|Publication number||US4989923 A|
|Application number||US 07/392,902|
|Publication date||Feb 5, 1991|
|Filing date||Aug 14, 1989|
|Priority date||Aug 14, 1989|
|Publication number||07392902, 392902, US 4989923 A, US 4989923A, US-A-4989923, US4989923 A, US4989923A|
|Inventors||Alan J. Lee, Philip M. Headley|
|Original Assignee||General Motors Corporation, Delco Electronics Corporation|
|Export Citation||BiBTeX, EndNote, RefMan|
|Patent Citations (7), Referenced by (29), Classifications (13), Legal Events (5)|
|External Links: USPTO, USPTO Assignment, Espacenet|
This invention relates to vehicle antilock brake control systems, and more specifically to a system and method for determining a vehicle reference speed in an antilock control system.
Wheel slip is a measure of the relative difference between vehicle speed and the speed of the wheel, and is represented by the equation: λ=.sup.(V-ω) /v where λ is wheel slip, v is vehicle speed and ω is wheel speed. Antilock brake control systems typically use the parameter of wheel slip in determining when and whether to take corrective action. Since wheel slip is a measure of the relative difference between vehicle speed and wheel speed, any inaccuracies in the determination of vehicle reference speed will result in inaccuracies in the calculated wheel slip. These inaccuracies degrade overall system performance. Therefore, it is important that the ABS controller have an accurate measurement of vehicle reference speed.
Most vehicle antilock control systems, because the vehicle is equipped with a wheel speed sensor at each wheel, use all or some combination of the driven wheels and undriven wheels to arrive at the reference speed. When there is little or no wheel slip present at the wheels, most known vehicle reference calculations encounter little difficulty with accurately estimating the true vehicle body speed from the wheel speeds. For example, a simple average of the four wheel speeds will produce an accurate estimate of the vehicle speed under steady state driving conditions. Relatedly, using the highest of the wheel speed values as the reference speed value is also accurate under steady-state conditions. However, as wheel slip increases on one or more of the wheels, the accuracy of a vehicle reference speed created from either the simple average or based upon the highest wheel speed begins to degrade. This is because, as each wheel develops slip and begins to slow more rapidly than the true vehicle body speed, an average of these wheel speeds produces an estimated vehicle speed which is lower than the actual vehicle body speed. Relatedly, the wheel with the highest speed may itself be operating in the unstable braking region which also produces an artificially low estimate of vehicle reference speed. Similarly, if the wheels are traveling over a rough road surface, such as gravel, pot holes, or chatter bumps, or when there is an intermittent connector short in the wheel speed sensor causing an erratic signal, the variations experienced in the wheel speed signals corrupt the vehicle reference speed value. Thus, a system which produces a vehicle reference speed by taking a simple average of the four wheel speeds or by using the highest of the four wheel speeds does not have a reference velocity estimation method which is robust.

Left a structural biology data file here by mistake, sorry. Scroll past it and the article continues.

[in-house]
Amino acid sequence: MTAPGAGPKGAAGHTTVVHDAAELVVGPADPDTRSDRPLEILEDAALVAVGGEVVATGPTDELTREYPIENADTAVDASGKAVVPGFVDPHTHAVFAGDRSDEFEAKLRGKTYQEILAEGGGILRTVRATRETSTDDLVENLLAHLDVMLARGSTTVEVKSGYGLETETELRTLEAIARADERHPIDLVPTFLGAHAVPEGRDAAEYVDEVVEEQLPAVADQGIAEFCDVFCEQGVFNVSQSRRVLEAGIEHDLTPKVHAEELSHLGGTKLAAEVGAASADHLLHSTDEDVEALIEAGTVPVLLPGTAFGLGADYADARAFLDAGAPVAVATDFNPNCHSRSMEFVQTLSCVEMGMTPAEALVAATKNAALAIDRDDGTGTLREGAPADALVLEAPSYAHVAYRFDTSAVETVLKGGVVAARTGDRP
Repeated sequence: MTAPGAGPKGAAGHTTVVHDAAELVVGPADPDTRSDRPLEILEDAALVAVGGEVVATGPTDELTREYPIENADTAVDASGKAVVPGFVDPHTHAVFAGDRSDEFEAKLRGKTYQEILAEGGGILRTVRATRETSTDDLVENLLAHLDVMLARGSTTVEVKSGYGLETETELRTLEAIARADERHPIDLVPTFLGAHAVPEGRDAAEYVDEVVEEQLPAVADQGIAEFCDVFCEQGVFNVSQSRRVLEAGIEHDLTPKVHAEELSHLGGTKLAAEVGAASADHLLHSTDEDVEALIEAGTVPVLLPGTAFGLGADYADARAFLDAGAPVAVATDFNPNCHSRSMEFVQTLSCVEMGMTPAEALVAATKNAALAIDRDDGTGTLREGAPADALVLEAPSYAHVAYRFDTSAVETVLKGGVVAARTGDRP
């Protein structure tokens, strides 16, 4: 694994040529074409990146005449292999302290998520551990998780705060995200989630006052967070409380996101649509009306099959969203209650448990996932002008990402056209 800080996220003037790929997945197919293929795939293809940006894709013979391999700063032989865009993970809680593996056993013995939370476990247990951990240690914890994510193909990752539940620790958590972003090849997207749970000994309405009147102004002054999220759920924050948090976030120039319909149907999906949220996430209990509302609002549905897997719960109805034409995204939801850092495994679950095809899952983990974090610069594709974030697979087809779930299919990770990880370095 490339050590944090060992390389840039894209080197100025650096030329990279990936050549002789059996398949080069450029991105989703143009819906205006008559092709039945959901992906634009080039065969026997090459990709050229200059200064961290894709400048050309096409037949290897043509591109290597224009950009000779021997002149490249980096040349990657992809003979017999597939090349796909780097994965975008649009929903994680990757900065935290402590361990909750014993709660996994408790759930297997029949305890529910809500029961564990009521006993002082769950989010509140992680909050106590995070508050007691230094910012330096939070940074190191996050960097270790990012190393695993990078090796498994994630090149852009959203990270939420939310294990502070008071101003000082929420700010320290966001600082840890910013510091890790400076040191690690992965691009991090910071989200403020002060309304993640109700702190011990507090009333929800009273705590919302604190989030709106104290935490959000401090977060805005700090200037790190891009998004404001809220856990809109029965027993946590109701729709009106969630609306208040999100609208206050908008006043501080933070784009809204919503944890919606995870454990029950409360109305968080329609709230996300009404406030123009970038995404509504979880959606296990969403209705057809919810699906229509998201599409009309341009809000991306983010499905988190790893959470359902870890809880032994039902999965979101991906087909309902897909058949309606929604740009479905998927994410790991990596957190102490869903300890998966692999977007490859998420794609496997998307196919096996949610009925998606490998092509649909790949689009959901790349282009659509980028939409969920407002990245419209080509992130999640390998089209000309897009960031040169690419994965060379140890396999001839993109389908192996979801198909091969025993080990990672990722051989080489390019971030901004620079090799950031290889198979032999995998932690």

Various methods have been proposed to overcome the difficulties associated with producing a robust estimate of vehicle reference speed. Some of these proposed solutions involve the use of auxiliary devices, such as vehicle body accelerometers, wind speed detectors, fifth wheels, and the like. However, the use of such auxiliary devices proves impractical in mass vehicle production situations, due not only to the cost factors but to the difficulty in installing and maintaining these auxiliary devices.